Jordan’s life was saved by a twenty-three year-old nurse’s assistant named Lauri. Inadvertently. Lauri begged you and the other girls at work to do this stupid lunch pact to try to save money. Normally, you don’t join in the work stuff. You don’t go to the Mary Kay parties or the husbands’ pig roasts. But Lauri’s boyfriend died a year ago when his semi jackknifed outside Duluth, and she’s raising her two-year-old alone in a trailer park outside of town. So you agreed. The day Jordan overdosed, you were halfway to work when you remembered the Tupperware of pasta salad in your fridge. So you cursed and hit the steering wheel and went home.
After it became clear that Jordan would make it from the hospital to rehab, you called the high school. Mandy Jansen inhaled at the sound of your voice, like you’d told her about a tornado plowing through a day care when you said, “It’s Melinda Railton. I need to talk to someone about Jordan.”
Without a word, Mandy transferred you to the Assistant Vice Principal. Which is a ridiculous job for a high school with 300 kids, but Dan Andresen’s father owns the funeral parlor, so someone was going to make up a job for him somewhere. Dan listened to you explain why Jordan wouldn’t be in school for a while. You eventually had to pause to find another tissue, since your phone was covered in your own snot from crying. He cleared his throat in the same way that he did in high school, as if to underscore the importance of what he was about to say.
“Kids need a father figure, Melinda,” he said. “We see it all the time.” You took deep breaths. It seemed like every waiting room you’d sat in during those horrible weeks had recommended deep breathing as a solution for life’s problems. Maybe not for opioid-addicted teenage sons, but definitely for anger. But the deep breaths seemed to be fueling your anger until your chest felt like the Hindenburg ready to explode, so you just hung up.
Maybe Dan was right. Maybe if Steve hadn’t followed his dick like a compass, things would have been different. Maybe you would have switched Jordan onto a different team where the coaches didn’t let kids pitch until their arms fell off.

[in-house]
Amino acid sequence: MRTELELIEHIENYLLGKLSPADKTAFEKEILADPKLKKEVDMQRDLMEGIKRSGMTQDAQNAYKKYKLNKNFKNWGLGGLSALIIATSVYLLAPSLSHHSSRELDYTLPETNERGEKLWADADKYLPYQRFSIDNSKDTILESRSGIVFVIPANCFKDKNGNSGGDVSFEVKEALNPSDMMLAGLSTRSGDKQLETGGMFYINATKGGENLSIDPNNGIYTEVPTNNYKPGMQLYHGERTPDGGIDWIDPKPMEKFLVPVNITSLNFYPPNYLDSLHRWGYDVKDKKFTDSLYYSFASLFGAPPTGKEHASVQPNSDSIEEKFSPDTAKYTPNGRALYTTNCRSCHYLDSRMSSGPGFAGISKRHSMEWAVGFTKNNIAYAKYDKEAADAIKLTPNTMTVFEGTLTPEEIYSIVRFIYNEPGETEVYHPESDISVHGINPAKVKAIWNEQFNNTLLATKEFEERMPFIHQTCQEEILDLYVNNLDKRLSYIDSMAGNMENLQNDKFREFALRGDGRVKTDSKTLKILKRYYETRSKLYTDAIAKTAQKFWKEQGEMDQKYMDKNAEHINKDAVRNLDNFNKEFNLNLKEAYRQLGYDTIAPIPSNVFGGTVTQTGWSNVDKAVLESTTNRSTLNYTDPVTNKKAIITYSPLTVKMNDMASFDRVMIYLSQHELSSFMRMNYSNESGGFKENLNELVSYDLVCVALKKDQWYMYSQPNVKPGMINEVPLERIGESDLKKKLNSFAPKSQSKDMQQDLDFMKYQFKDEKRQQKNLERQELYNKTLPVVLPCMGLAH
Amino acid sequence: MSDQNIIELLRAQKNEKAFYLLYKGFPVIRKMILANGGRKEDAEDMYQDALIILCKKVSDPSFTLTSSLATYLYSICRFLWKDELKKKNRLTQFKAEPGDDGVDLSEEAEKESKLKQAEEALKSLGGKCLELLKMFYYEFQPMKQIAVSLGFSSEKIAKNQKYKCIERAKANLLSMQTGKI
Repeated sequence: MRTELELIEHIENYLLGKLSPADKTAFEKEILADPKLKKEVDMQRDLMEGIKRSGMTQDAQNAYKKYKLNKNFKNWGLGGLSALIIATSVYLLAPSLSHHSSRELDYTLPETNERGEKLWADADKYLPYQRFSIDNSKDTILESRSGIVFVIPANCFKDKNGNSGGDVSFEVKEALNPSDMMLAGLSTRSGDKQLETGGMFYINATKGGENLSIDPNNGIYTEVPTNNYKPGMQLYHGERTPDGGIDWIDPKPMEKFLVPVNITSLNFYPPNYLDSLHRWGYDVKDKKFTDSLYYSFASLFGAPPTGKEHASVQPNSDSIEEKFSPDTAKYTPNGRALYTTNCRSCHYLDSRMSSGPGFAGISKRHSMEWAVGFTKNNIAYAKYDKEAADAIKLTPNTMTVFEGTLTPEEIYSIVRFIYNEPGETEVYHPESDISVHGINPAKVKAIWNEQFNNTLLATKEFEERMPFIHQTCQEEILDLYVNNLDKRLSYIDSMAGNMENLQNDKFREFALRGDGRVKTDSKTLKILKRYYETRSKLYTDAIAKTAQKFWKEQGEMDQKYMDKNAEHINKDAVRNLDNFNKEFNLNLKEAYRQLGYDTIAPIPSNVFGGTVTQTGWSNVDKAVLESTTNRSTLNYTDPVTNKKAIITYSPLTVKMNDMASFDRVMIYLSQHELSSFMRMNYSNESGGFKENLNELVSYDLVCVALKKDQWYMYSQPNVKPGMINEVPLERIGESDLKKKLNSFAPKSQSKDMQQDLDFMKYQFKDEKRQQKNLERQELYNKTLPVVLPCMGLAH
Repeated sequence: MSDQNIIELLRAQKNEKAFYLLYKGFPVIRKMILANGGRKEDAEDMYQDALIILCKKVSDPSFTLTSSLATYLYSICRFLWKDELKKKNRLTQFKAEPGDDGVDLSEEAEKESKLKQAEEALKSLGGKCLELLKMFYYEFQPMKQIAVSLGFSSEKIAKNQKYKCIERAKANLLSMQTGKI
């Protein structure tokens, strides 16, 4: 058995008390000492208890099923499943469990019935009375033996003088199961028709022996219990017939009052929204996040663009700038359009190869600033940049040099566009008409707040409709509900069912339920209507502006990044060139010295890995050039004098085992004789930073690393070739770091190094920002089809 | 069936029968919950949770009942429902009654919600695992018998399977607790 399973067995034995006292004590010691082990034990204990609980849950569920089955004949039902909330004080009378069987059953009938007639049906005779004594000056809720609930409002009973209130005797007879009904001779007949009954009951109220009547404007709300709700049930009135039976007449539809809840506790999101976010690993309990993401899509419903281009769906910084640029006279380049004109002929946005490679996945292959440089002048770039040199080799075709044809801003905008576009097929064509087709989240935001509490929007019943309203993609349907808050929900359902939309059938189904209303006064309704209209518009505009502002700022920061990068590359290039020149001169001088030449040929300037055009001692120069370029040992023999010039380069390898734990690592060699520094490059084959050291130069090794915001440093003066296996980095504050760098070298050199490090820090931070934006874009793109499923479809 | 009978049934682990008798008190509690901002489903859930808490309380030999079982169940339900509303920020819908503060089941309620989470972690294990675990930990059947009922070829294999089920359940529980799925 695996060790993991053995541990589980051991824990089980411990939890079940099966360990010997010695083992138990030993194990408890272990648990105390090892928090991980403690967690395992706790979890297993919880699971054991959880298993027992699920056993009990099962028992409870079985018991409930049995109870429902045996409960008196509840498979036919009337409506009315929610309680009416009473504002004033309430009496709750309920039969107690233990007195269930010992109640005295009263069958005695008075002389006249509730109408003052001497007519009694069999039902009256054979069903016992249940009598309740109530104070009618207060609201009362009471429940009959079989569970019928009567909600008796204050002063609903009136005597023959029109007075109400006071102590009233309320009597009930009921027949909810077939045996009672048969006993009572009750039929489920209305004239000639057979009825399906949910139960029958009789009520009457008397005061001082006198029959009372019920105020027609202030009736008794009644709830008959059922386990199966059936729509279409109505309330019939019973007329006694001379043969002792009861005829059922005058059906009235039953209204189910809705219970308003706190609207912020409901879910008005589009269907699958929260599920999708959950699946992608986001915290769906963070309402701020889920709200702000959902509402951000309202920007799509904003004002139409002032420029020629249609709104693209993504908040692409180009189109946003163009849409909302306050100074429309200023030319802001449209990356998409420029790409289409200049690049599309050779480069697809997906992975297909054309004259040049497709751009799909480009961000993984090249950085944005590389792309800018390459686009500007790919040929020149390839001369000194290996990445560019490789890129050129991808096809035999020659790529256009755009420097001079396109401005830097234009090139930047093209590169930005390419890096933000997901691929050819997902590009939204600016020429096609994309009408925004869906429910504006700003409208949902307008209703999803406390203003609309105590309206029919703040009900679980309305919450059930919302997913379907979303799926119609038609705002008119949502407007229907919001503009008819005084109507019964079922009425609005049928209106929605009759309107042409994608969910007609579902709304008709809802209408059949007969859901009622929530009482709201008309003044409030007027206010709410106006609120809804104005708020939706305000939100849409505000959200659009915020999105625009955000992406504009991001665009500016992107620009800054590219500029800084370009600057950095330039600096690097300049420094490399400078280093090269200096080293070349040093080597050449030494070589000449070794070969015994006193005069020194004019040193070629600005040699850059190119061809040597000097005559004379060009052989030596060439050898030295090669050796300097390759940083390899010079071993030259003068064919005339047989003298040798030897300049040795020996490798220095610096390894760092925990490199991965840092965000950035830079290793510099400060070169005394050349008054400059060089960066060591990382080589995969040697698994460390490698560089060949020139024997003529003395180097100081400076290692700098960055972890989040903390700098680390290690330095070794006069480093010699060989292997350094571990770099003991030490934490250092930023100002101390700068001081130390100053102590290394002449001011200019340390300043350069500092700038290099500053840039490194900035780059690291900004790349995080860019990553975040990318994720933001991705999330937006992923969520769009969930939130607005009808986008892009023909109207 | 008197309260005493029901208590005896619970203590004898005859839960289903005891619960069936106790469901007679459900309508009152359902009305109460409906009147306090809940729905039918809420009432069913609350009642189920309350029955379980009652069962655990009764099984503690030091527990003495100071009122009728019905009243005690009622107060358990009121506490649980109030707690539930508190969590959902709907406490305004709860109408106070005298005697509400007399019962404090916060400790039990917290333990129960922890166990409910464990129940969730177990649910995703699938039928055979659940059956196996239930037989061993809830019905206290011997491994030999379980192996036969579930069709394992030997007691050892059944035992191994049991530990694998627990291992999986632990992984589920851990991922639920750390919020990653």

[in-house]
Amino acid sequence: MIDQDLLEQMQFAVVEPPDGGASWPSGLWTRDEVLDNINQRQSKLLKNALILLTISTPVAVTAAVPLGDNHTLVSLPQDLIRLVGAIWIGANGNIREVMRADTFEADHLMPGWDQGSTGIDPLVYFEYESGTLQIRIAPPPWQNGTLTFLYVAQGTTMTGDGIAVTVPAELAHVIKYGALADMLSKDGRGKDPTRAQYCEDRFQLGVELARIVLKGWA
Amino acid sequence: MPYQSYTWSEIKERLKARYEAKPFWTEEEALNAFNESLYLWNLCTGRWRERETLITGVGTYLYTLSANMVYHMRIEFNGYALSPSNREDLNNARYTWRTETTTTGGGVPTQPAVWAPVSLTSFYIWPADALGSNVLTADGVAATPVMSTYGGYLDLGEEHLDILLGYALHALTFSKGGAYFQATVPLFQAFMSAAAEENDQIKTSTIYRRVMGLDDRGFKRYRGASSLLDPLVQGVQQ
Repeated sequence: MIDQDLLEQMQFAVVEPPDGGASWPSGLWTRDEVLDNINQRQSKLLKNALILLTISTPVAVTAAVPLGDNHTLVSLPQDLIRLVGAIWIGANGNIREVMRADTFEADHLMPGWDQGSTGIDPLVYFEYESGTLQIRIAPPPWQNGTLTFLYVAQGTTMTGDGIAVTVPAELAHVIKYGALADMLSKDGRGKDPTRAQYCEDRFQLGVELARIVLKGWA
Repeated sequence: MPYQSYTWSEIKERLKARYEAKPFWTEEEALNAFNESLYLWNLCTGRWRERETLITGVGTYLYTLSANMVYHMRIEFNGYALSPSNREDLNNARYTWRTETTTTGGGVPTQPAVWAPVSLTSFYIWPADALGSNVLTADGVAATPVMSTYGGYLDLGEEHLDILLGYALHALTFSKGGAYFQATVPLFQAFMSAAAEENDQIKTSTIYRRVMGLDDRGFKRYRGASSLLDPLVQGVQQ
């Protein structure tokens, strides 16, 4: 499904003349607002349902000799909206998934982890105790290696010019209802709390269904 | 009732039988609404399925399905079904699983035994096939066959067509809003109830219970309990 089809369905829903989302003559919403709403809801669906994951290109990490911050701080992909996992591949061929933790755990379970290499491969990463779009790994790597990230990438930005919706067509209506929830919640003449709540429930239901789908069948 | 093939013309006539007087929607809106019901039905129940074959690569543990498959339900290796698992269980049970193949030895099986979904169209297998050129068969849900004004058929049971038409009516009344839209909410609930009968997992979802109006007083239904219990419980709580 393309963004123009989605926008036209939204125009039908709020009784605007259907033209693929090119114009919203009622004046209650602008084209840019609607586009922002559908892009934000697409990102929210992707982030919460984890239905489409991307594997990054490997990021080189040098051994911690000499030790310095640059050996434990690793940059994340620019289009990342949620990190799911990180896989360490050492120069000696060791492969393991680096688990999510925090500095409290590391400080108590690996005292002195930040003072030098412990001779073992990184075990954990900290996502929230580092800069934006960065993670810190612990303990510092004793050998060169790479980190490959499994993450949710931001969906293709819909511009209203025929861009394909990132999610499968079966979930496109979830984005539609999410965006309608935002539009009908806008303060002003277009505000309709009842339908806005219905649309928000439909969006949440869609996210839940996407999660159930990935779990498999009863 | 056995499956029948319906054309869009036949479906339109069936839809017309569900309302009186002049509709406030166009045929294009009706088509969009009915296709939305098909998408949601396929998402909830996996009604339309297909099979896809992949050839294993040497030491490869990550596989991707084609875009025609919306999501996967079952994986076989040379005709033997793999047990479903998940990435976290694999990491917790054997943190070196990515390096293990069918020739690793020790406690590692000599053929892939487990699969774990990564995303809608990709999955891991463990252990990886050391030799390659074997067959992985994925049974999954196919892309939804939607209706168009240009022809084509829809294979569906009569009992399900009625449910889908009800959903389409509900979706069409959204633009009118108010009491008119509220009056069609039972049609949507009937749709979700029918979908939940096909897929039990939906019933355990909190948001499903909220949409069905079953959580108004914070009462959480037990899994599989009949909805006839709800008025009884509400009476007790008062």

None of Jordan’s teammates visited him in rehab. The parents sent an edible arrangement of mango slices and chocolate-covered strawberries, but they didn’t call. They didn’t even text. Clearly they all thought Jordan was contagious. Whether they were freaked out by his injury or the addiction, you could never figure out.
Gradually, fewer barns dot the landscape. Instead of fields of soybeans, there are fields of flimsy tract houses. Then you’re on the landing strip of road leading into Beloit, with seemingly every fast-food joint in the world spread out for hungry truckers and college kids. Just seeing the signs floods your mouth with spit like a sack of burgers and fries is already smelling up the car. You look at Jordan, but he’s looking at his phone. When he was little, nothing interfered with his fast food fascination. He ranked the chocolate shakes at all the different franchises. According to him, McDonald’s was the best.
“I know some people say that Wendy’s is superior,” he’d say. “But the Frostee is too thick to drink with a straw. And you should be able to drink a shake with a straw.”
You consider asking if he wants anything but decide against it. The other night you asked if he wanted meatballs or chicken for dinner and he blew up. So now you’re trying to avoid talking about food. You’re just making it available, like a convenience store.